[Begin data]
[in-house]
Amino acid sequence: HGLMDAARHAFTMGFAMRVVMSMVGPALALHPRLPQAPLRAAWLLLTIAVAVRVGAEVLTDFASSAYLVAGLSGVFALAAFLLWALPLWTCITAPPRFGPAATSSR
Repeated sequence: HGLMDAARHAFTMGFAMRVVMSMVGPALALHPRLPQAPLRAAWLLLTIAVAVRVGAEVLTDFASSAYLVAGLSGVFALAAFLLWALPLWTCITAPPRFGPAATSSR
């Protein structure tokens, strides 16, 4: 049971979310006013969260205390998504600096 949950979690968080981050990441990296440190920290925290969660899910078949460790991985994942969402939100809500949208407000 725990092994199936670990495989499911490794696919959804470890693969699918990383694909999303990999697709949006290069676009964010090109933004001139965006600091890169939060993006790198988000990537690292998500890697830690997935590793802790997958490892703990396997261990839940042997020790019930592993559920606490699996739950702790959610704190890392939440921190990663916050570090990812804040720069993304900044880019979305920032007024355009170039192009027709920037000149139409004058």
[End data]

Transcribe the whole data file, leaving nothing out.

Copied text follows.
[in-house]
Amino acid sequence: HGLMDAARHAFTMGFAMRVVMSMVGPALALHPRLPQAPLRAAWLLLTIAVAVRVGAEVLTDFASSAYLVAGLSGVFALAAFLLWALPLWTCITAPPRFGPAATSSR
Repeated sequence: HGLMDAARHAFTMGFAMRVVMSMVGPALALHPRLPQAPLRAAWLLLTIAVAVRVGAEVLTDFASSAYLVAGLSGVFALAAFLLWALPLWTCITAPPRFGPAATSSR
């Protein structure tokens, strides 16, 4: 049971979310006013969260205390998504600096 949950979690968080981050990441990296440190920290925290969660899910078949460790991985994942969402939100809500949208407000 725990092994199936670990495989499911490794696919959804470890693969699918990383694909999303990999697709949006290069676009964010090109933004001139965006600091890169939060993006790198988000990537690292998500890697830690997935590793802790997958490892703990396997261990839940042997020790019930592993559920606490699996739950702790959610704190890392939440921190990663916050570090990812804040720069993304900044880019979305920032007024355009170039192009027709920037000149139409004058």